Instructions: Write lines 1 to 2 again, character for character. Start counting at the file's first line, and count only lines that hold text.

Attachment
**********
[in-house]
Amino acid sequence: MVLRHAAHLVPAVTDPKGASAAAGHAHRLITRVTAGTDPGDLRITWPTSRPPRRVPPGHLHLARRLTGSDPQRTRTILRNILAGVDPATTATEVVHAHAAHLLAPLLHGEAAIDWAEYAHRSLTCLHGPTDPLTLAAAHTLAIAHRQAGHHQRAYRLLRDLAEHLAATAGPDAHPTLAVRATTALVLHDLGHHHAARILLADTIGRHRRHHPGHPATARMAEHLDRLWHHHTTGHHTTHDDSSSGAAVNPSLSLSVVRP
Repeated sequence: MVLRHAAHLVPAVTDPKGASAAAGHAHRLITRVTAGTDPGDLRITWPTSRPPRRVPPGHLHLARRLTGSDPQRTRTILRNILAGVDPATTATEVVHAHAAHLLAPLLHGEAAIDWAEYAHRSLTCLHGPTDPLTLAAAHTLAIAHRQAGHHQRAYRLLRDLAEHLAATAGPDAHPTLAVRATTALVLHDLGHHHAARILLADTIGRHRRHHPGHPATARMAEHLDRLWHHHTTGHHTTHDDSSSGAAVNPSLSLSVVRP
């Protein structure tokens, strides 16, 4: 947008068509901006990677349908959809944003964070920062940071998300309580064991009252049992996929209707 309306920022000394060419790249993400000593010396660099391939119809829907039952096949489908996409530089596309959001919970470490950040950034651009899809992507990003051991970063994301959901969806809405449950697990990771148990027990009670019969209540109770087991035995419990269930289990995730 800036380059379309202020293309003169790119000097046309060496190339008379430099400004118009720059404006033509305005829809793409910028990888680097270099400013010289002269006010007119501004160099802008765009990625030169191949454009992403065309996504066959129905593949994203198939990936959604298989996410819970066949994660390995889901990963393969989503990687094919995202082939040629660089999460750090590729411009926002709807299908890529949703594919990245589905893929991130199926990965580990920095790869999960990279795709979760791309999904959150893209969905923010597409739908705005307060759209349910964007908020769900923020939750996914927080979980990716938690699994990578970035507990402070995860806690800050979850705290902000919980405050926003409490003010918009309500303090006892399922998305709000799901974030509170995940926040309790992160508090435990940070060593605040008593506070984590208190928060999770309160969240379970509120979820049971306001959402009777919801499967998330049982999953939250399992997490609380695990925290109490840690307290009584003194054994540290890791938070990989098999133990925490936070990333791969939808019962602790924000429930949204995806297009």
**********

[in-house]
Amino acid sequence: MVLRHAAHLVPAVTDPKGASAAAGHAHRLITRVTAGTDPGDLRITWPTSRPPRRVPPGHLHLARRLTGSDPQRTRTILRNILAGVDPATTATEVVHAHAAHLLAPLLHGEAAIDWAEYAHRSLTCLHGPTDPLTLAAAHTLAIAHRQAGHHQRAYRLLRDLAEHLAATAGPDAHPTLAVRATTALVLHDLGHHHAARILLADTIGRHRRHHPGHPATARMAEHLDRLWHHHTTGHHTTHDDSSSGAAVNPSLSLSVVRP